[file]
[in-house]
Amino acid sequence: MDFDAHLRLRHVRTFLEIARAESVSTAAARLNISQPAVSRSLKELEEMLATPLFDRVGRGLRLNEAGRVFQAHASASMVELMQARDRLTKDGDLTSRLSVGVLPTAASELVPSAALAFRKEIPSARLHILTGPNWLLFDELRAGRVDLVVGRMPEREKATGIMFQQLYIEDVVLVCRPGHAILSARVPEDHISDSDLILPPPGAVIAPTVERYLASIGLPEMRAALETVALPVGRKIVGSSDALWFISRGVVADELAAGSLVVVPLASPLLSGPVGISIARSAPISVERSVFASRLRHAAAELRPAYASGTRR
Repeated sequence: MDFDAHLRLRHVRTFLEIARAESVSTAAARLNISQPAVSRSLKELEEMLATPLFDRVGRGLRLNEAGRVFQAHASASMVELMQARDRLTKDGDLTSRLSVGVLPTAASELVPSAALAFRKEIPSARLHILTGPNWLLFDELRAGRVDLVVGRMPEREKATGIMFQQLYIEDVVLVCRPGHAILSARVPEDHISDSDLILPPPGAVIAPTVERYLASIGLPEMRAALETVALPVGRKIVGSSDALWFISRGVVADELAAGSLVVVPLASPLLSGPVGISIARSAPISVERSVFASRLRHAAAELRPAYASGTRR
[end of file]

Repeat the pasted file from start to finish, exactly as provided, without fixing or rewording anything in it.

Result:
[in-house]
Amino acid sequence: MDFDAHLRLRHVRTFLEIARAESVSTAAARLNISQPAVSRSLKELEEMLATPLFDRVGRGLRLNEAGRVFQAHASASMVELMQARDRLTKDGDLTSRLSVGVLPTAASELVPSAALAFRKEIPSARLHILTGPNWLLFDELRAGRVDLVVGRMPEREKATGIMFQQLYIEDVVLVCRPGHAILSARVPEDHISDSDLILPPPGAVIAPTVERYLASIGLPEMRAALETVALPVGRKIVGSSDALWFISRGVVADELAAGSLVVVPLASPLLSGPVGISIARSAPISVERSVFASRLRHAAAELRPAYASGTRR
Repeated sequence: MDFDAHLRLRHVRTFLEIARAESVSTAAARLNISQPAVSRSLKELEEMLATPLFDRVGRGLRLNEAGRVFQAHASASMVELMQARDRLTKDGDLTSRLSVGVLPTAASELVPSAALAFRKEIPSARLHILTGPNWLLFDELRAGRVDLVVGRMPEREKATGIMFQQLYIEDVVLVCRPGHAILSARVPEDHISDSDLILPPPGAVIAPTVERYLASIGLPEMRAALETVALPVGRKIVGSSDALWFISRGVVADELAAGSLVVVPLASPLLSGPVGISIARSAPISVERSVFASRLRHAAAELRPAYASGTRR